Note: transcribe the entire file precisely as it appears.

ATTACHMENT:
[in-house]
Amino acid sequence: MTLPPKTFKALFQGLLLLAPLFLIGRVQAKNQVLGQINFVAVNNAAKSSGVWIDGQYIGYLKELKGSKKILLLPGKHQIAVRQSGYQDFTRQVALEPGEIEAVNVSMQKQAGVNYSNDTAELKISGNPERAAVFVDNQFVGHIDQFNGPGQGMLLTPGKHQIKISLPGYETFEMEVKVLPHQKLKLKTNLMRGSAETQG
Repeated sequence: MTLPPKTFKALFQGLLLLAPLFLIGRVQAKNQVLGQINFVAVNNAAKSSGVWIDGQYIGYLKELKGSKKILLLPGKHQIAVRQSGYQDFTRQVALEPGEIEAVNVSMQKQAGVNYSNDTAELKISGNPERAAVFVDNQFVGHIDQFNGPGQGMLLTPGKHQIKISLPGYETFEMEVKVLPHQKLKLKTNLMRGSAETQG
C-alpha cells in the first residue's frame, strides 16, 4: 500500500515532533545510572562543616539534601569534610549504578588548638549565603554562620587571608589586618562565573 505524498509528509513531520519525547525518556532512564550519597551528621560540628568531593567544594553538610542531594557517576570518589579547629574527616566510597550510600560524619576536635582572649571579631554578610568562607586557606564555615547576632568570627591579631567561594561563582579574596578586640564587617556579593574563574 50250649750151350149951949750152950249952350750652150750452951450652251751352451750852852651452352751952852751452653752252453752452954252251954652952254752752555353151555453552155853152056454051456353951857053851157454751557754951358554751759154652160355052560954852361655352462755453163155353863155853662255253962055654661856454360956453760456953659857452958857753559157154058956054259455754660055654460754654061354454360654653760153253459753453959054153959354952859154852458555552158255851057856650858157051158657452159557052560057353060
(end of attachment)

[in-house]
Amino acid sequence: MTLPPKTFKALFQGLLLLAPLFLIGRVQAKNQVLGQINFVAVNNAAKSSGVWIDGQYIGYLKELKGSKKILLLPGKHQIAVRQSGYQDFTRQVALEPGEIEAVNVSMQKQAGVNYSNDTAELKISGNPERAAVFVDNQFVGHIDQFNGPGQGMLLTPGKHQIKISLPGYETFEMEVKVLPHQKLKLKTNLMRGSAETQG
Repeated sequence: MTLPPKTFKALFQGLLLLAPLFLIGRVQAKNQVLGQINFVAVNNAAKSSGVWIDGQYIGYLKELKGSKKILLLPGKHQIAVRQSGYQDFTRQVALEPGEIEAVNVSMQKQAGVNYSNDTAELKISGNPERAAVFVDNQFVGHIDQFNGPGQGMLLTPGKHQIKISLPGYETFEMEVKVLPHQKLKLKTNLMRGSAETQG
C-alpha cells in the first residue's frame, strides 16, 4: 500500500515532533545510572562543616539534601569534610549504578588548638549565603554562620587571608589586618562565573 505524498509528509513531520519525547525518556532512564550519597551528621560540628568531593567544594553538610542531594557517576570518589579547629574527616566510597550510600560524619576536635582572649571579631554578610568562607586557606564555615547576632568570627591579631567561594561563582579574596578586640564587617556579593574563574 50250649750151350149951949750152950249952350750652150750452951450652251751352451750852852651452352751952852751452653752252453752452954252251954652952254752752555353151555453552155853152056454051456353951857053851157454751557754951358554751759154652160355052560954852361655352462755453163155353863155853662255253962055654661856454360956453760456953659857452958857753559157154058956054259455754660055654460754654061354454360654653760153253459753453959054153959354952859154852458555552158255851057856650858157051158657452159557052560057353060